It's true, I started several pines from seed at the same time as the 6 yr JBP competition.
P. Sylvestris, P. Nigra and P.Densiflora as well as P. Thunbergii. There are only threads for the JBP and the Scots.
I think you need to take the results with a grain of salt. I agree I have seen much more advancement in the JBP, but they are a double flush pine (sometimes triple for me) and I have a fairly mild climate in comparison to other parts of the world. We are just coming out of what would be described as a cold winter here and the lowest temperatures at my place dropped to 2deg celsius maybe 3 or 4 times overnight.... which wouldn't be considered cold elsewhere. My summer conditions are generally hot (several days of 40deg+) and rather dry, and I have found methods of looking after JBP in particular that maximise this. Maybe Scots pine could also be as succesful, I just haven't found the exact right formula yet, and being single flush means there is less margin for error because there are less chances to experiment. I think the Scots are developing fine (it's just the JBP are developing better), probably need to update the thread soon as they have advanced I think since my last post.
Having said that, there's nothing stopping you from experimenting. If Scots pine are endemic to your region, it makes sense to look at them as a candidate as they are clearly succesful in your environment. If JBP are relatively cheap why not dabble with a few and see if you can make it work and as @Adam D says, JRP are a double flush pine that are from the foothills in Japan rather than the coastline ... so are adapted to colder temperatures that better resemble the environment you encounter.... and then there's P. Nigra which is maligned somewhat in the bonsai world I think but I am hopeful.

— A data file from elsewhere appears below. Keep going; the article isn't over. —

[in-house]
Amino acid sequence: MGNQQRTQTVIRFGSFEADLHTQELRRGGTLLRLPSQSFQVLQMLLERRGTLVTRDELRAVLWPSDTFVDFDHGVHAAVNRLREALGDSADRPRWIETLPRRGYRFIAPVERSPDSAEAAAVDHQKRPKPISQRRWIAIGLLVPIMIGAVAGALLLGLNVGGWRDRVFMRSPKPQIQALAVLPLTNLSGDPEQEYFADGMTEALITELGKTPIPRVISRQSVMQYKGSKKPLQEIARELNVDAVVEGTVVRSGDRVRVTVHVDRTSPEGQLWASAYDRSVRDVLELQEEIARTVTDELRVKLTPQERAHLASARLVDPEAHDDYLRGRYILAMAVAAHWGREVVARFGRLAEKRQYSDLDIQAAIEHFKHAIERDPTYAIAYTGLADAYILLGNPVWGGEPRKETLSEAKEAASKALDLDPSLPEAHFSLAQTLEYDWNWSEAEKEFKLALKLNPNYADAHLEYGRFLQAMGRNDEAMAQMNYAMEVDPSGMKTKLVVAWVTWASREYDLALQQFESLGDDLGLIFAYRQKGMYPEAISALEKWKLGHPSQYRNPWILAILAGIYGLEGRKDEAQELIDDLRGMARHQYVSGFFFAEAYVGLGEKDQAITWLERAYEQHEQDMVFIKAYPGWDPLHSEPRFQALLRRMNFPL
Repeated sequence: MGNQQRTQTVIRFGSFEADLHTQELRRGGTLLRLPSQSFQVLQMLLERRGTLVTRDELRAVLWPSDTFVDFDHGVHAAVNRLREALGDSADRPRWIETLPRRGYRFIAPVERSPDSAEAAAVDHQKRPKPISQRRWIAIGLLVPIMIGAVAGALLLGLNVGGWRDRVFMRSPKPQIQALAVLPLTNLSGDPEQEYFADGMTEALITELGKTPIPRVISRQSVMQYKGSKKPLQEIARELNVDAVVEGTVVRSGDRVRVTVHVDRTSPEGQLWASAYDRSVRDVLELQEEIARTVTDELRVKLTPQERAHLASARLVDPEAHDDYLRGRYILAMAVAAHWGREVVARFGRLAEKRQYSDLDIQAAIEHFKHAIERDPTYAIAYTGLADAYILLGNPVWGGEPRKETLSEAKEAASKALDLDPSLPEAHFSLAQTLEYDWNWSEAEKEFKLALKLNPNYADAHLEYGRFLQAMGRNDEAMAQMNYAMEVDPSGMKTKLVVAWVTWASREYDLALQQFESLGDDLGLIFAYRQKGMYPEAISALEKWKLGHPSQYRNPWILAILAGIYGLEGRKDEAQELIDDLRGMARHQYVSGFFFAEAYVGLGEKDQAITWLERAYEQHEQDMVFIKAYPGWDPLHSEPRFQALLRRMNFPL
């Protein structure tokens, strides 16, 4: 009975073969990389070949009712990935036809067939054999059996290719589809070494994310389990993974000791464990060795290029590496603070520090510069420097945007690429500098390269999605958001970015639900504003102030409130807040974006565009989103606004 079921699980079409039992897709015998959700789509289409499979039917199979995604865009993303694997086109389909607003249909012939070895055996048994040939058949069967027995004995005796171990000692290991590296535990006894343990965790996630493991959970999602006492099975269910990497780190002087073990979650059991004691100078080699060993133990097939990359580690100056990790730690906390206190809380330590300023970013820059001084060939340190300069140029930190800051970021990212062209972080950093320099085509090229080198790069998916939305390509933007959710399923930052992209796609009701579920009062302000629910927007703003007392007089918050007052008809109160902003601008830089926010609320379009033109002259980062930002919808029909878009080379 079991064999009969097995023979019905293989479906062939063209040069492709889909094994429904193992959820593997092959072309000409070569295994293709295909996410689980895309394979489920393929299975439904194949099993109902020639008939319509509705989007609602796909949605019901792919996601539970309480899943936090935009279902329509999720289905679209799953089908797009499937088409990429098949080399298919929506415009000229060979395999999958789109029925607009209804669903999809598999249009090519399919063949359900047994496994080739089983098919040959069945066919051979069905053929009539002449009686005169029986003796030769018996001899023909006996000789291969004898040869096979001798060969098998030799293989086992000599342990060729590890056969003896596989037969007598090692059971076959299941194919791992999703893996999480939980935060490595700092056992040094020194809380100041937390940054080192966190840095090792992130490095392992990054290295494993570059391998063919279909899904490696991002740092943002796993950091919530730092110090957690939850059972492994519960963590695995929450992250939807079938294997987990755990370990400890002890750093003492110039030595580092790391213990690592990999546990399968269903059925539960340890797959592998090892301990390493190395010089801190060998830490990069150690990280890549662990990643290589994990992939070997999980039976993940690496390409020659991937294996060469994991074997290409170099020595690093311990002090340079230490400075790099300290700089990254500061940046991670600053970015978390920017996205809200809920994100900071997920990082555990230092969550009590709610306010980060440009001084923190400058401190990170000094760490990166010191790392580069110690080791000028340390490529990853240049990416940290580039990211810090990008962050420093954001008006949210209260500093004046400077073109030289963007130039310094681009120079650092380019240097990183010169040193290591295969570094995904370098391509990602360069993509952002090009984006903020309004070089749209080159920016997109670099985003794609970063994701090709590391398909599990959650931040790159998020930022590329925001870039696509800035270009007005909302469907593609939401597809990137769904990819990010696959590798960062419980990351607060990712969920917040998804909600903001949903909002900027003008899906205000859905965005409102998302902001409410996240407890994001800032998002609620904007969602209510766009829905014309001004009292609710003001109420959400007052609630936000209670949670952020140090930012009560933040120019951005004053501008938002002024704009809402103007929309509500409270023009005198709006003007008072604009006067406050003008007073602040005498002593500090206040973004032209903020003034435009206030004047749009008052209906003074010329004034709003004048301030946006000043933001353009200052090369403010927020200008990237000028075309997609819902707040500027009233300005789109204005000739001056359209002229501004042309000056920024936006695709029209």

Good luck with it whichever way you decide to go. I would look to plant a few of each variety/varieties you pick just to hedge your bets.
🍺
 
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Shibui

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My experience, also in Australia, is JBP grow far faster than Scots. So much so that I no longer bother with Scots pine here.

I think the main reason for European growers recommending Scots is access to yamadori with the wildness and trunks you just can't grow in a pot or grow bed but you should also consider that native trees are acclimatized to local conditions so should survive well, even if they don't grow as fast.